Before I had ever heard of lucid dreaming, my own dream characters were teaching me how to wake up inside a dream and exert my will and imagination over the dream world itself. I could dissipate walls, mind control other characters, and if I became lucid enough even fly. Little did I know these powers were not just a facet of this dream world alone; quickly my "normal" dreams succumbed before this lucidity. I noticed even in waking life that I was breaking into aspects of my psyche that were deeply buried, that I was using my new dream awareness to open up and reprogram parts of my identity and personality that I had not known existed. Unfortunately these mysterious towers were one-shot affairs, and I failed as many of these exams as I successfully completed; what knowledge still lies locked away taunts me.
Five years ago the plot of the Quest Dream came to a fevered pitch. The entire world was polarized, I had gathered together half of the free peoples and mediated between the leaders of these competing factions to general a united fighting force; the dark lord had corrupted the other half and transformed them into a demon army that threatened to overturn a tenuous balance that held for months. In my waking life, around this time I was first getting serious about magick and understanding states of consciousness, as well as reading about lucid dreaming and Dzogchen dream yoga.
It became clear that I was shaping a part of myself in these dreams, that I had no choice but to go ahead with where I had carried the plot. At last I traveled to the City in the Sky, the last unclaimed territory and possessor of an air force of mechanical dragons. I fought off an assassination attempt on their leader and convinced him to join our side, even as the dark forces set fire to the floating city. We escaped at the last moment as it hurtled to the ground, saving as many of the citizens as possible. The time for the final battle had come.
The very next night we were to engage the dark forces, as our final hope for the future of the dream world.
Then there was darkness. For the following week, nothing. No memory of my dreams, which were usually so lucid and etched in my mind like flaming images. What had happened? Who had won the battle? I was beside myself with terror, what if the dark lord had triumphed? I could not dare to sleep for fear I would slip into a twisted nightmare world that would consume even my waking life soon enough. Had I broken my mind by dabbling with techniques I do not understand? I did not sleep for a week, but meditated each night on the story that had thus far transpired and on the myths of my dream world for some answer to my questions. At the end of the week, weary and beginning to hallucinate aspects of the dream world in my sleepless waking, I at last fell into a deep slumber.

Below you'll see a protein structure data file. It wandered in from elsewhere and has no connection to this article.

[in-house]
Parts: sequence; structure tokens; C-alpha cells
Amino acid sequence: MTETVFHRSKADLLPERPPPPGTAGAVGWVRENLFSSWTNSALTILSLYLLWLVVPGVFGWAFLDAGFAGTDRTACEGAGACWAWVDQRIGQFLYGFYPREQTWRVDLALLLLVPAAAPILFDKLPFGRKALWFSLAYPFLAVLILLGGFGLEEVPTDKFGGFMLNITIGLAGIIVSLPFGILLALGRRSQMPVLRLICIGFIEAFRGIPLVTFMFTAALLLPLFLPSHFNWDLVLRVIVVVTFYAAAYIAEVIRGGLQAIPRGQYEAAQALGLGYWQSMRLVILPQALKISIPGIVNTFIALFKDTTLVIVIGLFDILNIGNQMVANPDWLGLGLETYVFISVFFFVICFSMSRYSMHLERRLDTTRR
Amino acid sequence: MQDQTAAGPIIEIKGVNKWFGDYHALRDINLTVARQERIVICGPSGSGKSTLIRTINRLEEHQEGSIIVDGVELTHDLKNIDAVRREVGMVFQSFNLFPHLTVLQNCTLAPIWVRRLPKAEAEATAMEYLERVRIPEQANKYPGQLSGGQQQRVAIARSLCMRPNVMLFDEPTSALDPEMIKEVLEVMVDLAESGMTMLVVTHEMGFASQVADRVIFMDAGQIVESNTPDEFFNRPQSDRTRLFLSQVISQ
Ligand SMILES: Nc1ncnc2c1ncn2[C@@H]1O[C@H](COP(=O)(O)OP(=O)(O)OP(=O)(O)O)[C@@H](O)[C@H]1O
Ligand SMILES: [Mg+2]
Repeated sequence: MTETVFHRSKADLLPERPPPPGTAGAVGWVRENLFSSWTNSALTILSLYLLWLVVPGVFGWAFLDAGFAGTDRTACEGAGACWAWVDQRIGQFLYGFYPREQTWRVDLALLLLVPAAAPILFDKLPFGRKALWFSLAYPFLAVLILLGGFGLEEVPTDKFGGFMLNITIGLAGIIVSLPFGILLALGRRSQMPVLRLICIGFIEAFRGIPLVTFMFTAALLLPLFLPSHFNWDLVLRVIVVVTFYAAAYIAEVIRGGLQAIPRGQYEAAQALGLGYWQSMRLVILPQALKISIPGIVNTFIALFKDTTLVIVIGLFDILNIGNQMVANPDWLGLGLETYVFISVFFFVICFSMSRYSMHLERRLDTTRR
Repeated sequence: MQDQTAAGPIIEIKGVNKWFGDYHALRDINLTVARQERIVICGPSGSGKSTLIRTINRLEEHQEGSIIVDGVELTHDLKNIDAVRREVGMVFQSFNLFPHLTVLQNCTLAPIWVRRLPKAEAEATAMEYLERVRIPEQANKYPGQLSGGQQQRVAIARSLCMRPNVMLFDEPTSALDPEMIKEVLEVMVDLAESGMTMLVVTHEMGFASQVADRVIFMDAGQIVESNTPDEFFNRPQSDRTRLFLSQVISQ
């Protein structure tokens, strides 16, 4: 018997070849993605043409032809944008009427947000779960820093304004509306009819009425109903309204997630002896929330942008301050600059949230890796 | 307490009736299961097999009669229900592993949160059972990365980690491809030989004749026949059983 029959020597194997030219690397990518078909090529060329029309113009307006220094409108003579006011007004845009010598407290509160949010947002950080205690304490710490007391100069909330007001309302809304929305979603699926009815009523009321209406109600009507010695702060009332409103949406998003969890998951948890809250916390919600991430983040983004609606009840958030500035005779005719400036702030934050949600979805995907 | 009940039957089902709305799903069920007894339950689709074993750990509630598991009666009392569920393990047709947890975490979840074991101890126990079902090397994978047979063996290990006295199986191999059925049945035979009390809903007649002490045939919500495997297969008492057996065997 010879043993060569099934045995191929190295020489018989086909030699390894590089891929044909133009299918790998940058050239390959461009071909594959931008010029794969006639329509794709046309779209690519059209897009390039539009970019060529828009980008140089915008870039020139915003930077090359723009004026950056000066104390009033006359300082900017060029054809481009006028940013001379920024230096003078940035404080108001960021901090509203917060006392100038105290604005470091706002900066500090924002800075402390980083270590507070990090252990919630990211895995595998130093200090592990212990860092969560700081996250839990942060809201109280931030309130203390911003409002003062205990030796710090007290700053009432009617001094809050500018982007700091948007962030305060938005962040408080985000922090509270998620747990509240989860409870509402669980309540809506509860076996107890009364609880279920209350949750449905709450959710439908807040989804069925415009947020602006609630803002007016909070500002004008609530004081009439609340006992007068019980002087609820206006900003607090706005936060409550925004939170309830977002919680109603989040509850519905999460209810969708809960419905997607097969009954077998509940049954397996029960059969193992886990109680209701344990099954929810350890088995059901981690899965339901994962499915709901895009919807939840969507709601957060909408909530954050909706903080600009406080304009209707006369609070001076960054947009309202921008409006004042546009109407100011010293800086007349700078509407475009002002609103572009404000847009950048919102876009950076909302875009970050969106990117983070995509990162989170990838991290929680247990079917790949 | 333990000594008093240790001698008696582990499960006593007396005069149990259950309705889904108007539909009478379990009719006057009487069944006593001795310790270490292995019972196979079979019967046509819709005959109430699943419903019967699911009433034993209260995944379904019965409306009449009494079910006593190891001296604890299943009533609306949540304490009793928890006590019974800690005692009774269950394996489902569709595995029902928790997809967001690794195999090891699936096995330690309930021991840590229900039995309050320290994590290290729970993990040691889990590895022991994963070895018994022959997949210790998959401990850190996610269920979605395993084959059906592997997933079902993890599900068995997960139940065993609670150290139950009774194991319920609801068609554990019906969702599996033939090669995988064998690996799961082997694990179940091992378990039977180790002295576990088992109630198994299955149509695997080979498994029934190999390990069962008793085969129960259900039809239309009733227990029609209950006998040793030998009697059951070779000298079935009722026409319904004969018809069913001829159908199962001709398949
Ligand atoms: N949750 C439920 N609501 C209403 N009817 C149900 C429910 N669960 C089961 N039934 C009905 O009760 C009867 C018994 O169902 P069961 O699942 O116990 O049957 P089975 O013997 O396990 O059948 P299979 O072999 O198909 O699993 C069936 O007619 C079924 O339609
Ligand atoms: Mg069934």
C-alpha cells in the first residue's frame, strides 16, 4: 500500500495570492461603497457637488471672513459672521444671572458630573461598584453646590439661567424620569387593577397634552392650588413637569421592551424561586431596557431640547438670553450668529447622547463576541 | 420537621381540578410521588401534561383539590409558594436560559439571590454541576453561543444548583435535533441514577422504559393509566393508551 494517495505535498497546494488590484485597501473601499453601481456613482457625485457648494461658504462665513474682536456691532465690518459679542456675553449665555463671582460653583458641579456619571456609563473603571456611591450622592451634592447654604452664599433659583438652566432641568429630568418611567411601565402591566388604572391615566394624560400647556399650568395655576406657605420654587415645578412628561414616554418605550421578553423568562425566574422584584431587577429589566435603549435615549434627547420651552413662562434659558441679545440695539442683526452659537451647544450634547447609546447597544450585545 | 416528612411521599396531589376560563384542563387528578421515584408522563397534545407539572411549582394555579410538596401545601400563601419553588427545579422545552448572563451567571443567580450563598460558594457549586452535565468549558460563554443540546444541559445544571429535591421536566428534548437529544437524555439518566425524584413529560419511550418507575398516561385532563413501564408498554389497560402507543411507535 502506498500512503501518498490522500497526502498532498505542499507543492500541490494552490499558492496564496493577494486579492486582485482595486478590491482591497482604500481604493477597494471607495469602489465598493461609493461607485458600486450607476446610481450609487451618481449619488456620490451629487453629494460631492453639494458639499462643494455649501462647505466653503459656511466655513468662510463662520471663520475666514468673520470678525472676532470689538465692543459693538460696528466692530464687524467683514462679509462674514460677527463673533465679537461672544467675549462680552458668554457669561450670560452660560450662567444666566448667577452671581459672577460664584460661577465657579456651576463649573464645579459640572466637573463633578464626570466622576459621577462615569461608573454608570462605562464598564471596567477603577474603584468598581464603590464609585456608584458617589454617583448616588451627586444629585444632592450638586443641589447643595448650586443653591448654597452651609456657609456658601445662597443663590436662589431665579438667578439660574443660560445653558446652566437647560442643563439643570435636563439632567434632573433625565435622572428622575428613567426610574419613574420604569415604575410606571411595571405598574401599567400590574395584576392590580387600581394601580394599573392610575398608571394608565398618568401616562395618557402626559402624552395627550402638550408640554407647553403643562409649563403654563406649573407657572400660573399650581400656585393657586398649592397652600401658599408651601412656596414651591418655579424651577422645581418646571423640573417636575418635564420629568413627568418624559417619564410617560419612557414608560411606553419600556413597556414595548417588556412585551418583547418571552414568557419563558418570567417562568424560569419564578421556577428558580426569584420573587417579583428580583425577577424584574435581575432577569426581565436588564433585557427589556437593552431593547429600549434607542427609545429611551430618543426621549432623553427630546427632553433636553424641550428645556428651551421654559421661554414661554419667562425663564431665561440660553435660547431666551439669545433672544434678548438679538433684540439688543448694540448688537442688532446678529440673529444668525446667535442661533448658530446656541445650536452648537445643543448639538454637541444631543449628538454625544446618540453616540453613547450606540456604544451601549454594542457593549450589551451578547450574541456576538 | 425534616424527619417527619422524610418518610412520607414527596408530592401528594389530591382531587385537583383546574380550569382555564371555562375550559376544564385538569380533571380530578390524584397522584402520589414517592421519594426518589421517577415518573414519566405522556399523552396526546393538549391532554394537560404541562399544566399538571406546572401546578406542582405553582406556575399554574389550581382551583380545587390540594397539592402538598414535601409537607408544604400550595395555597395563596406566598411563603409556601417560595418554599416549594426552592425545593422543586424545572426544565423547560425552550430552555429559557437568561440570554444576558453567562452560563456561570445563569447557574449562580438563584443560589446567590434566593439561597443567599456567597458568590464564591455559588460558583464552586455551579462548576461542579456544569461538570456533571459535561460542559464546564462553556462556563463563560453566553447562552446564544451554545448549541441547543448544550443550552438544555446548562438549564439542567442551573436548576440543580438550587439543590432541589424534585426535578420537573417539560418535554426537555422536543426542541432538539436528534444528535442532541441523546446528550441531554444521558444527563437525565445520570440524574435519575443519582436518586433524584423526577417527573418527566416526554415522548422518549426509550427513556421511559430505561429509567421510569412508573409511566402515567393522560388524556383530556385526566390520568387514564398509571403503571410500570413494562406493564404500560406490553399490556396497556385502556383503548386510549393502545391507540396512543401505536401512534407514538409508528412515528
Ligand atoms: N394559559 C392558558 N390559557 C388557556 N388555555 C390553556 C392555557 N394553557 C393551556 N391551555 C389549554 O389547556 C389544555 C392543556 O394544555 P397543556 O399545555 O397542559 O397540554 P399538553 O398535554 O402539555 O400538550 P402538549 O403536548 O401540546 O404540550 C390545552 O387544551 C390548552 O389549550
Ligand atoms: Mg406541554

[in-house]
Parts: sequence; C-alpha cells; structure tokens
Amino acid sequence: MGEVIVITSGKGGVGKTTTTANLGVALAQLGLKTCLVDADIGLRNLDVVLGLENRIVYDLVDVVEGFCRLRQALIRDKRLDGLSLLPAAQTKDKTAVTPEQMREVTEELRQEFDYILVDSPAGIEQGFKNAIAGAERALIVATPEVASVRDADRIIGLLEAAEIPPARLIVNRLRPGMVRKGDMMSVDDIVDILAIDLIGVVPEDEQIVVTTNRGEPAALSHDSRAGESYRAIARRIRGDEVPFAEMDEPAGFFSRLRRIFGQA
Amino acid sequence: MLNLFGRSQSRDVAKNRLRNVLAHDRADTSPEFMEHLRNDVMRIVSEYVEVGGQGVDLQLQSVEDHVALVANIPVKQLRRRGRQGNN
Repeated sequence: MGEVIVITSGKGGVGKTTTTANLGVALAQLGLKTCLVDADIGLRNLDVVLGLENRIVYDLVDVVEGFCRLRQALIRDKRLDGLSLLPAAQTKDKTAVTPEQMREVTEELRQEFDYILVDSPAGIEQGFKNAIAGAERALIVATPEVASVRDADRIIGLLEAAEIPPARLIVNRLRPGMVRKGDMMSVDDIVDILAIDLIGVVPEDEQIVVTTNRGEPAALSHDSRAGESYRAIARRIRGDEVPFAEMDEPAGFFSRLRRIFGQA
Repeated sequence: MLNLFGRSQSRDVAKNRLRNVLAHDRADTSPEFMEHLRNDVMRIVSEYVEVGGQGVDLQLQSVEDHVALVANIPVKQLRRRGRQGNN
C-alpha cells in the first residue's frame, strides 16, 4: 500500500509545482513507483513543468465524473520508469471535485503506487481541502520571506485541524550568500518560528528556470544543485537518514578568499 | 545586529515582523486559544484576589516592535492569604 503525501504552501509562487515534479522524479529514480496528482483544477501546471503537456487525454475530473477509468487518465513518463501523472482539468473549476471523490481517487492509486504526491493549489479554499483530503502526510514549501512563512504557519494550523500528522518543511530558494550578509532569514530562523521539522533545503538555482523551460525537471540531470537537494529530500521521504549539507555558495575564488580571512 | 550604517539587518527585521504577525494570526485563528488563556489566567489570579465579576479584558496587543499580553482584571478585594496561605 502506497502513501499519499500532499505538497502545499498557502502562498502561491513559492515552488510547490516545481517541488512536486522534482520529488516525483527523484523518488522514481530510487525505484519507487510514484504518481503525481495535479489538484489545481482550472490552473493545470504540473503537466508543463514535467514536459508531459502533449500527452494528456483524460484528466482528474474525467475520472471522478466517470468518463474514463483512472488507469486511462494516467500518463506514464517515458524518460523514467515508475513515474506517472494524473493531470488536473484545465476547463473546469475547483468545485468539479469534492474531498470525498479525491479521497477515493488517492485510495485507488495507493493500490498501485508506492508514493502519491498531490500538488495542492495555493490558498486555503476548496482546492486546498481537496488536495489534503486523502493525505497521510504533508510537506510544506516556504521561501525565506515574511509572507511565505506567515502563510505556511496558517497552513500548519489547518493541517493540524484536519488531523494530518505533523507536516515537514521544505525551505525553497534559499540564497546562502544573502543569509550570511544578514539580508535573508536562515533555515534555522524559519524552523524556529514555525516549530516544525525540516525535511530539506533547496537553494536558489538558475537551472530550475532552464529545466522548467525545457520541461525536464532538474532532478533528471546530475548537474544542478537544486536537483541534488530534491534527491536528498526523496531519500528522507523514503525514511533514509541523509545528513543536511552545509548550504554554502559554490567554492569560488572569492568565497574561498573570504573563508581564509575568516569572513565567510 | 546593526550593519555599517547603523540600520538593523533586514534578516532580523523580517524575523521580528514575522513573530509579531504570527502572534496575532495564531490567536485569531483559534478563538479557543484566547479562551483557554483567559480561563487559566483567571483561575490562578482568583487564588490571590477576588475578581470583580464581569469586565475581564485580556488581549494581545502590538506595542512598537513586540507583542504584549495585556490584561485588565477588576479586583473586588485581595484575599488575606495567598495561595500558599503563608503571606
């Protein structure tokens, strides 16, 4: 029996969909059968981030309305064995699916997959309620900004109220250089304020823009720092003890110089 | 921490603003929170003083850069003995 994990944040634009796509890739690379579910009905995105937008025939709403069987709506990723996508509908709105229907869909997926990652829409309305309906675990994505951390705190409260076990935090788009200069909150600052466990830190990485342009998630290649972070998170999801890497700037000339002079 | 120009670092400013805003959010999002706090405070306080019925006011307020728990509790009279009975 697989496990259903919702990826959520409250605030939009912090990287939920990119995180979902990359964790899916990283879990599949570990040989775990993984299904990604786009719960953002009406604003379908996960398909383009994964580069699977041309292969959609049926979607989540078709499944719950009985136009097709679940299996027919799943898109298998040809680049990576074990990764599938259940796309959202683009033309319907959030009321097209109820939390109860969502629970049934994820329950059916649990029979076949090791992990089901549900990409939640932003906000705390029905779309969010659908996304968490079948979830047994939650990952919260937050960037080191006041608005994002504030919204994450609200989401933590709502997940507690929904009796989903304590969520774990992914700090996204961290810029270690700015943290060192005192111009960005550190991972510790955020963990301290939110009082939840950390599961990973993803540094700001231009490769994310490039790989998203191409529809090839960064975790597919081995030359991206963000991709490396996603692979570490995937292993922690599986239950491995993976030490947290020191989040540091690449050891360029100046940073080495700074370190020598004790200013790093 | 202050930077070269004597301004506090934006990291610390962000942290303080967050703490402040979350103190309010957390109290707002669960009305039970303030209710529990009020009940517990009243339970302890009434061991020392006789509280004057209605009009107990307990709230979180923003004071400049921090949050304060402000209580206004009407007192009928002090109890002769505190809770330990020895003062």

It was the prophecy dream again, the myth of the adventurers of old who challenged the dark lord in the distant path and were rebuffed from his tower by an invisible force field. But this time I was among them as a new and active member of the party, and not, as usual, a ghost-like observer unable to effect events. Together with these people I experienced their story again, but differently. It was my story now and my little actions caused changes to unfold, major changes that diverged from the ancient myth. The dream-manipulation techniques, the lucid awareness I had learned from the mysterious gurus, these were the missing key. At last we approached that dark tower, around which the repelling energy field now glowed a dark blue like the night sky. The tower itself was in ruin, a broken stone husk with missing parapets and black vines running across its surface. I focused my will into a blade and rent a gap in the barrier. Crossing through, I collapsed into darkness.